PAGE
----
‘GENTLEMANLY, BUT ALSO TOUGH’|
Stokes Family, NIH Director Honor Congressman’s Legacy
An hour could not contain all of the fond remembrances that NIH and its broad community holds for the late former Congressman Louis Stokes, who died in 2015 at age 90. But an event hosted Oct. 12 by the National Institute on Minority Health and Health Disparities—just one part of NIH he was instrumental in seeing founded and funded—featured as many warm recollections as could fit into 60 minutes.
Fortunately many of those stories—and a lot of shared history—were also documented by the lawmaker himself in a recently released autobiography, The Gentleman from Ohio.
Led by former Health and Human Services secretary Dr. Louis Sullivan, NIH director Dr. Francis Collins and NIMHD director Dr. Eliseo Pérez-Stable and attended by several Stokes family members, the occasion billed as a “Fireside Chat” honored the legislator’s legacy in Bldg. 50, which bears his name, the Louis Stokes Laboratories.
A founder of the Congressional Black Caucus (CBC) in the 1970s not long after his election as the first black U.S. representative from Ohio and first chair of CBC’s Health Brain Trust, Stokes served “numerous prominent roles in the House of Representatives throughout his career,” said Pérez-Stable, “but what I believe to be the true essence of his life’s work and why we are here today is the energy he poured into improving the nation’s health. He was an outspoken supporter of biomedical research and led the charge to appropriate billions of dollars to these efforts.”
Stokes was instrumental in launching NIH’s Office of Minority Programs in 1990, which evolved into a center in 2000 and eventually became NIMHD in 2010.
A member of Congress’s appropriations committee, Stokes was known for helping direct millions in funds to NIH for research on health conditions that disproportionately affect minority populations and to training programs for minorities underrepresented in biomedical science careers.
“A champion of legislative prowess, Congressman Stokes carved out a path for us to address health disparities,” Pérez-Stable said.
Long-time Stokes friend Sullivan, who served as HHS secretary 1989-1993, recalled meeting the lawmaker in fall 1975 and “immediately formed a great relationship that lasted a number of years.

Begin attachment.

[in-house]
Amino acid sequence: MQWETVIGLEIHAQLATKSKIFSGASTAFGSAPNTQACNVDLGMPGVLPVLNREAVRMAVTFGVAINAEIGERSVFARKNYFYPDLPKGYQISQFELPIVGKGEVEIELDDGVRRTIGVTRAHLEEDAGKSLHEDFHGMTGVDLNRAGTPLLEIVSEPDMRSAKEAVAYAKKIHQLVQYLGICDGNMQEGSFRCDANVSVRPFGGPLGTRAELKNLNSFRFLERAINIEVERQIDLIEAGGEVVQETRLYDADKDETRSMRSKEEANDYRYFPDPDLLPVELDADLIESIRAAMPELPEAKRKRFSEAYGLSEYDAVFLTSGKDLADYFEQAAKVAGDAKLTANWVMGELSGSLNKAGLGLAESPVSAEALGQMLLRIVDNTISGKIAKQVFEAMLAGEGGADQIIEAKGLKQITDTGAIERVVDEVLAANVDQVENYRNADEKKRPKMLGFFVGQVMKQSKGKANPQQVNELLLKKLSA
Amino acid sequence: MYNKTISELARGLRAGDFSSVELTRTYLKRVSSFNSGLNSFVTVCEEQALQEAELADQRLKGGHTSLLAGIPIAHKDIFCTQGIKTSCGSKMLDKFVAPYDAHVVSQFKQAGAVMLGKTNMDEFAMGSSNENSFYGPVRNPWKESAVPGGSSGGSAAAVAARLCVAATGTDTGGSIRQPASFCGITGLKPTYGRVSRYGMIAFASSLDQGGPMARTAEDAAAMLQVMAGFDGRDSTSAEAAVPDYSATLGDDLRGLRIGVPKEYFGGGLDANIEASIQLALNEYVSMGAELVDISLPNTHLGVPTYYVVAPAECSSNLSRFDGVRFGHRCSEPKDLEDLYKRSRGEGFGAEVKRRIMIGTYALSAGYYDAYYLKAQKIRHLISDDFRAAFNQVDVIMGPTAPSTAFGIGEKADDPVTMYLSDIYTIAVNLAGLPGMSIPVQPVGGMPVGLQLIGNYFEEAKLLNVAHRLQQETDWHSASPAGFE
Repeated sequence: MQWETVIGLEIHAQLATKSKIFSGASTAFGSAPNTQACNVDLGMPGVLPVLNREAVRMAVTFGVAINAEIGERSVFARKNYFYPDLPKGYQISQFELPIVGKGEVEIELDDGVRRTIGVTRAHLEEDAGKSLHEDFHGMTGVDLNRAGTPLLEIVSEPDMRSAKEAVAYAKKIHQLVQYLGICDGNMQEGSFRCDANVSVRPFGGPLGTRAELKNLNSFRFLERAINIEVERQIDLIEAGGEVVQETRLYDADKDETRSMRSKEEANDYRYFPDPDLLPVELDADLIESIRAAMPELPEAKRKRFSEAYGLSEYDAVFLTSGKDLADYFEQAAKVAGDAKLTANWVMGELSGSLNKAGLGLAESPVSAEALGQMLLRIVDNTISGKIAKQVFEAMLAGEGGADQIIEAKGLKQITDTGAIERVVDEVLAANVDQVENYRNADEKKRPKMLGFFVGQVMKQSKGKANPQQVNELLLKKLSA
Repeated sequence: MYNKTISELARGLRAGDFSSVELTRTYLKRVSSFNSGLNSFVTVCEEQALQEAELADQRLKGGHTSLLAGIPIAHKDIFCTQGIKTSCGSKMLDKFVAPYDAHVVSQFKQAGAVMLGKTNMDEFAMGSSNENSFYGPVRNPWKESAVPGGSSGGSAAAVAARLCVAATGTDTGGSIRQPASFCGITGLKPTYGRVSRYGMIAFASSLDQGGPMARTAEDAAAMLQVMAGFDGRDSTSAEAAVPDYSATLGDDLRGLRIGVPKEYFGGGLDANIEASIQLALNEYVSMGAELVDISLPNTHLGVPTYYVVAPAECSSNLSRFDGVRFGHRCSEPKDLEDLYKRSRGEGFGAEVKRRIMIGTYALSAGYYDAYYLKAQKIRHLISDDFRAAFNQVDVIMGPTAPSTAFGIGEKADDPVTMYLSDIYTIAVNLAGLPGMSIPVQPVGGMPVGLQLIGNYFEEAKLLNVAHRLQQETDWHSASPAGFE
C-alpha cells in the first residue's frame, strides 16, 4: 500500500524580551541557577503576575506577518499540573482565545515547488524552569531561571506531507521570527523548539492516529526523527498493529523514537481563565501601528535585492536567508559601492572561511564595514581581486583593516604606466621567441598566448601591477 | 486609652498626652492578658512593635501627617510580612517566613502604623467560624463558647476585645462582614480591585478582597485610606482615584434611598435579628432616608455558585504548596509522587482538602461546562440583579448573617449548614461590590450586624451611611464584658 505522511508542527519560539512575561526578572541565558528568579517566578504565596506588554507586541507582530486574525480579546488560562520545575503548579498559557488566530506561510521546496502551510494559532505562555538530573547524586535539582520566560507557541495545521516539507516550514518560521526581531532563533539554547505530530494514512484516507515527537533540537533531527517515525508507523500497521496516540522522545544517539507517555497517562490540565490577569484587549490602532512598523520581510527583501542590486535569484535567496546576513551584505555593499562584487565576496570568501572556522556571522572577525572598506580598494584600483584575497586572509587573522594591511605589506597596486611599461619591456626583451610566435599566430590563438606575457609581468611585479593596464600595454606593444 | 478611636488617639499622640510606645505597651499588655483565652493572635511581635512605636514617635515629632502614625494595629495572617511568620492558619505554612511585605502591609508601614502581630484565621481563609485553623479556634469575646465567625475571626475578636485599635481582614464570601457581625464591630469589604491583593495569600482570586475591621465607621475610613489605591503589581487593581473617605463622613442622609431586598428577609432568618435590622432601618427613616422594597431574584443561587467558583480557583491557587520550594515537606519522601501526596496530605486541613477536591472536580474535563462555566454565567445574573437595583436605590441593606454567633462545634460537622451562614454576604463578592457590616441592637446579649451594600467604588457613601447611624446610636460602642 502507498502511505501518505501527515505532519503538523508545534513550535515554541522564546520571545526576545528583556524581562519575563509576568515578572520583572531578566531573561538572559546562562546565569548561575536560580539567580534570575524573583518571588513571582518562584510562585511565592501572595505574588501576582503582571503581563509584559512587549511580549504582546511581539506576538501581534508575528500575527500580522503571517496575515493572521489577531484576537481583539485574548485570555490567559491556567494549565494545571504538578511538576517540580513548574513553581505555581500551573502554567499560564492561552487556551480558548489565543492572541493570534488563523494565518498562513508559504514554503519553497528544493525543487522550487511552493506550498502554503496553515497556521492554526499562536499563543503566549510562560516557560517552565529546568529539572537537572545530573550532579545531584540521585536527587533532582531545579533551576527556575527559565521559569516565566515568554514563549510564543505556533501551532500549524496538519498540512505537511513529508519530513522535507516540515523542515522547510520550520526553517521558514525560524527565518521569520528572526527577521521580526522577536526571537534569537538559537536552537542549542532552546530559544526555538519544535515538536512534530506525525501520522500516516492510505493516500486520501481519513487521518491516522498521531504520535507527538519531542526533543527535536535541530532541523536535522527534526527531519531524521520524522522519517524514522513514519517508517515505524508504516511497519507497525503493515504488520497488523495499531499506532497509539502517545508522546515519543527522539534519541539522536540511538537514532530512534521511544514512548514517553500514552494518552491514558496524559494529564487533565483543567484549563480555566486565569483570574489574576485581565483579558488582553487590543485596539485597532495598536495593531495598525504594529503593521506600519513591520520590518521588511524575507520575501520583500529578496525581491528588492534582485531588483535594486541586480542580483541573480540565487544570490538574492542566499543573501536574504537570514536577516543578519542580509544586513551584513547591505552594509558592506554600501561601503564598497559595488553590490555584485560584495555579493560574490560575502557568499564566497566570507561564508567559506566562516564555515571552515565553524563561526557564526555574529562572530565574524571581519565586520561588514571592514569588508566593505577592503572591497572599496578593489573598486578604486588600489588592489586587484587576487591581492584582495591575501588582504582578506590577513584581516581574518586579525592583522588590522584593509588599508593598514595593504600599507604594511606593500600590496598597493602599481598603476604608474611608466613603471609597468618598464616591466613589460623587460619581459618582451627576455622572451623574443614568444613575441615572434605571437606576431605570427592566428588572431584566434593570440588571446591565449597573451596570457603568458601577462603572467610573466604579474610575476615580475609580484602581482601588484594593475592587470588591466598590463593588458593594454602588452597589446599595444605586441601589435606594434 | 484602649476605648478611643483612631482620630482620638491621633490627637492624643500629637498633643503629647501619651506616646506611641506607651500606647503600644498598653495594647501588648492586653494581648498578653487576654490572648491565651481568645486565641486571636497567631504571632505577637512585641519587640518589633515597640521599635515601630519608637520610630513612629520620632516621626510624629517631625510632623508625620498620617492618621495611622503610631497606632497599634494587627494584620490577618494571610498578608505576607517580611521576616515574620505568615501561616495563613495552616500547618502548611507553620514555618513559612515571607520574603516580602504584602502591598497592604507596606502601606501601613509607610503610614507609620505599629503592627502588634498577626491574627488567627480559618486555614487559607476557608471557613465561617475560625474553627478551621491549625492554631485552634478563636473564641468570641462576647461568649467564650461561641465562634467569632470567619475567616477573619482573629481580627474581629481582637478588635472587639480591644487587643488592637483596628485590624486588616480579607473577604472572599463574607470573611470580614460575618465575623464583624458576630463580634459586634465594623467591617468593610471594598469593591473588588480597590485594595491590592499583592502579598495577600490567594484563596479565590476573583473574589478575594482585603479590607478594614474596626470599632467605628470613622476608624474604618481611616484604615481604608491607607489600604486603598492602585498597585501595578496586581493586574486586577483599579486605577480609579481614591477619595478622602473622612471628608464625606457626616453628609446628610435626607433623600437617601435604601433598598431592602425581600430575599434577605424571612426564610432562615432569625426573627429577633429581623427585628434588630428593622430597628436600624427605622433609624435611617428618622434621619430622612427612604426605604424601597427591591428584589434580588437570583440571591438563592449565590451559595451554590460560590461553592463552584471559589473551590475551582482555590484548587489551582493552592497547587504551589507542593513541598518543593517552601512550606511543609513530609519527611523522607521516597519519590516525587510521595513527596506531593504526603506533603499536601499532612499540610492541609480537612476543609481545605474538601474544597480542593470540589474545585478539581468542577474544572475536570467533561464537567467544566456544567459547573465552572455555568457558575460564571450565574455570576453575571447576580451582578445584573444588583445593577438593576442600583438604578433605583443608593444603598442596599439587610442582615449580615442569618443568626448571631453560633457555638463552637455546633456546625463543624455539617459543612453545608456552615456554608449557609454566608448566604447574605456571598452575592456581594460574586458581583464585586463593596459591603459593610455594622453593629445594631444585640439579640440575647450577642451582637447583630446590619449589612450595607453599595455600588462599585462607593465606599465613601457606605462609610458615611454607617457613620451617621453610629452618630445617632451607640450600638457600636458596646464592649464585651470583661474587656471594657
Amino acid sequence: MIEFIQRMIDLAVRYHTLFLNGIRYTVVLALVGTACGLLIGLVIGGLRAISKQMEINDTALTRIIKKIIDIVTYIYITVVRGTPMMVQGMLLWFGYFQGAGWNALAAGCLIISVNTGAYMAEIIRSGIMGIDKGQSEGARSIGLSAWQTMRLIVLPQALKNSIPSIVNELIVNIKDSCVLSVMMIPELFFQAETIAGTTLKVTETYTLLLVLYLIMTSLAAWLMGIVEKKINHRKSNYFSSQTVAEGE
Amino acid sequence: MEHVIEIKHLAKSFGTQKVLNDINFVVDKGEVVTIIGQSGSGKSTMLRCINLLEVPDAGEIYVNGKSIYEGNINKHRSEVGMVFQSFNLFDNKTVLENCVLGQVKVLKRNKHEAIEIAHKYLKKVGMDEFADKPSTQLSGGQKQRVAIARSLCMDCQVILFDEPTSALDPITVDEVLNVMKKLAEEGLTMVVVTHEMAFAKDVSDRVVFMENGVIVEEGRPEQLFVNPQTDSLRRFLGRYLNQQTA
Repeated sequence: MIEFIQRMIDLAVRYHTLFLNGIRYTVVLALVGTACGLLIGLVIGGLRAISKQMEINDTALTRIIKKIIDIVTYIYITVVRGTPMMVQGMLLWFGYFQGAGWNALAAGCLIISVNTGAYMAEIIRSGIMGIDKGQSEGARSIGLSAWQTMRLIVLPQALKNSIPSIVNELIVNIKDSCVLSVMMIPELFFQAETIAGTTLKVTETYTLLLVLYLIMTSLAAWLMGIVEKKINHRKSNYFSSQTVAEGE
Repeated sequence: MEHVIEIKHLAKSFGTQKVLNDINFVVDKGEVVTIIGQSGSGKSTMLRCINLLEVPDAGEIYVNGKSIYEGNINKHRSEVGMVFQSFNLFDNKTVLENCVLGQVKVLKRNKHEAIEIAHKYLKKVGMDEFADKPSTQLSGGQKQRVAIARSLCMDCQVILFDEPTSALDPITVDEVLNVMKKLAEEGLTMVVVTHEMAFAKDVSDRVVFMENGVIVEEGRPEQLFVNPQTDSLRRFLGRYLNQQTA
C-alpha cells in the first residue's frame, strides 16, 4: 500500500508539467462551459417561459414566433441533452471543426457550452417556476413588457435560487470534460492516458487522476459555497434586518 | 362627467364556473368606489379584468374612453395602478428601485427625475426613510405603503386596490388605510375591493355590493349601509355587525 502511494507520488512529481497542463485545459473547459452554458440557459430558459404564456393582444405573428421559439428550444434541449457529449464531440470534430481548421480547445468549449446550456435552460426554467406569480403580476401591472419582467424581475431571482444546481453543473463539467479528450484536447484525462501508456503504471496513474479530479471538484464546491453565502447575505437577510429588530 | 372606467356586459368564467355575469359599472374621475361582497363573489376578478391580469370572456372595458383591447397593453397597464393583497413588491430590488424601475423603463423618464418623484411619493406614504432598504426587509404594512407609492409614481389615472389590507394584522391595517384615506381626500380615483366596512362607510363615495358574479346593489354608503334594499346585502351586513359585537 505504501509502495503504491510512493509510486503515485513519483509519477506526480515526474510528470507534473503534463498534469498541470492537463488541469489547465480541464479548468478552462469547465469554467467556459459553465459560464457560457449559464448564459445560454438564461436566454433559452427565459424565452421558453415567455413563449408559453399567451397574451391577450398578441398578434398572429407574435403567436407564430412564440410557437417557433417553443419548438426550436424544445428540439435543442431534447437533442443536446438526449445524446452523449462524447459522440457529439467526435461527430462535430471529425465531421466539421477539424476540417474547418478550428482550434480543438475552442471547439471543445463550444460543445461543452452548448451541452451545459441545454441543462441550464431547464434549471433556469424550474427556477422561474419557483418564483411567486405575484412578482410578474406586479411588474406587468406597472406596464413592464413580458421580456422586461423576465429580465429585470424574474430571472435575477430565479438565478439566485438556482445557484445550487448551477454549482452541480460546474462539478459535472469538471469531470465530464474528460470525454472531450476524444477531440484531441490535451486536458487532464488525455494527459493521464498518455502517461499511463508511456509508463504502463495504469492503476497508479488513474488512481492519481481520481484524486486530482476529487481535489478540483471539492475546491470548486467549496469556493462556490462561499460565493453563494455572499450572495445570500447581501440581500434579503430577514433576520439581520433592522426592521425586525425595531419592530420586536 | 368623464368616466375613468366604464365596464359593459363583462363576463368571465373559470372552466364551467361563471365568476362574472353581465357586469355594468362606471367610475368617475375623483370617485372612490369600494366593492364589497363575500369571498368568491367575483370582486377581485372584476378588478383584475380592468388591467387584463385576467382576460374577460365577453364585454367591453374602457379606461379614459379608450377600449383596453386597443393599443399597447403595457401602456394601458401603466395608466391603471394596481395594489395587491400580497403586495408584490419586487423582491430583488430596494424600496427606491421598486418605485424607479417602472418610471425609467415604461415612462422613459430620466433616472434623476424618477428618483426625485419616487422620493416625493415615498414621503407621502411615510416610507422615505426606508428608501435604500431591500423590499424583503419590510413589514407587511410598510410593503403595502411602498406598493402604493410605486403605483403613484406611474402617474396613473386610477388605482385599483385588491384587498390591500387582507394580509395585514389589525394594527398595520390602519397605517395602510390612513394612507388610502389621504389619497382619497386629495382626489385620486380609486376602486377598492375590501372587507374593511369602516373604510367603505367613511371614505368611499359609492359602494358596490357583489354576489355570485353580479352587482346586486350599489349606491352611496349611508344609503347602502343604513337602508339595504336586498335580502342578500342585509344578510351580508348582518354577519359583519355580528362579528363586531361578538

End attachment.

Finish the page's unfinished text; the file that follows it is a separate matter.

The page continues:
“All of us went to Lou Stokes,” Sullivan remembered. “We were not in Ohio, not in Cleveland, so we couldn’t vote for him…but he would really respond to us whether we were from Georgia or from Nashville or from New Orleans because the issue of minority health and minority professionals was very close to him.”
According to the former HHS head, Stokes “helped get appropriations year after year for scholarship support, for research and teaching facilities, including NIH’s Research Centers at Minority Institutions,” which still exists.
“He played a very critical role not only for the health of minorities in general but also for minority institutions,” Sullivan said. “He was a very good friend…Lou Stokes represented an idealist, worked very hard, came along at a special time, accomplished much and all of us are better off for what he contributed to us.”
Collins and 3 of Stokes’s 4 adult children then took to armchairs set on a platform that temporarily transformed Bldg. 50’s science conference space into an informal, cozy living room.
The NIH director’s laboratory, which focuses on diabetes, is located on the 5th floor of the Stokes Bldg. and Collins said he often thinks about the legislator when going to work there.
“He was the gentleman from Ohio and he was always gentlemanly,” Collins recalled, “but he was also tough. He wanted, when he asked a question, that somebody might actually provide an answer. He would occasionally remind us that while our eloquence was impressive, what he was really looking for was substance…I always admired his fairness, his generosity of spirit, but [more] his principled way of handling the responsibilities he carried on his shoulders and carried them well, representing his district but really the whole nation in a way that was truly remarkable.”
Collins, along with Stokes’s daughters Shelley and Lori and son Chuck, reflected for the next hour on the impact their dad’s career and character had on improving the health and well-being of people nationwide through his promotion of laws and initiatives at NIH especially but also in the biomedical research community at large.
With a mixture of humor and emotion, the group described many Stokes anecdotes, priorities and values: the importance of family, principles in the political environment, Stokes’s appreciation for a good-natured prank by his brother as well as his devotion to justice and law.
“Thanks for remembering my father in such a beautiful way,” concluded Shelley Stokes-Hammond.
After the chat concluded, Stokes’s family lingered for a while, signing copies of the book and reminiscing with a crowd of the congressman’s admirers.
See the entire event online at https://videocast.nih.gov/summary.asp?Live=26485&bhcp=1.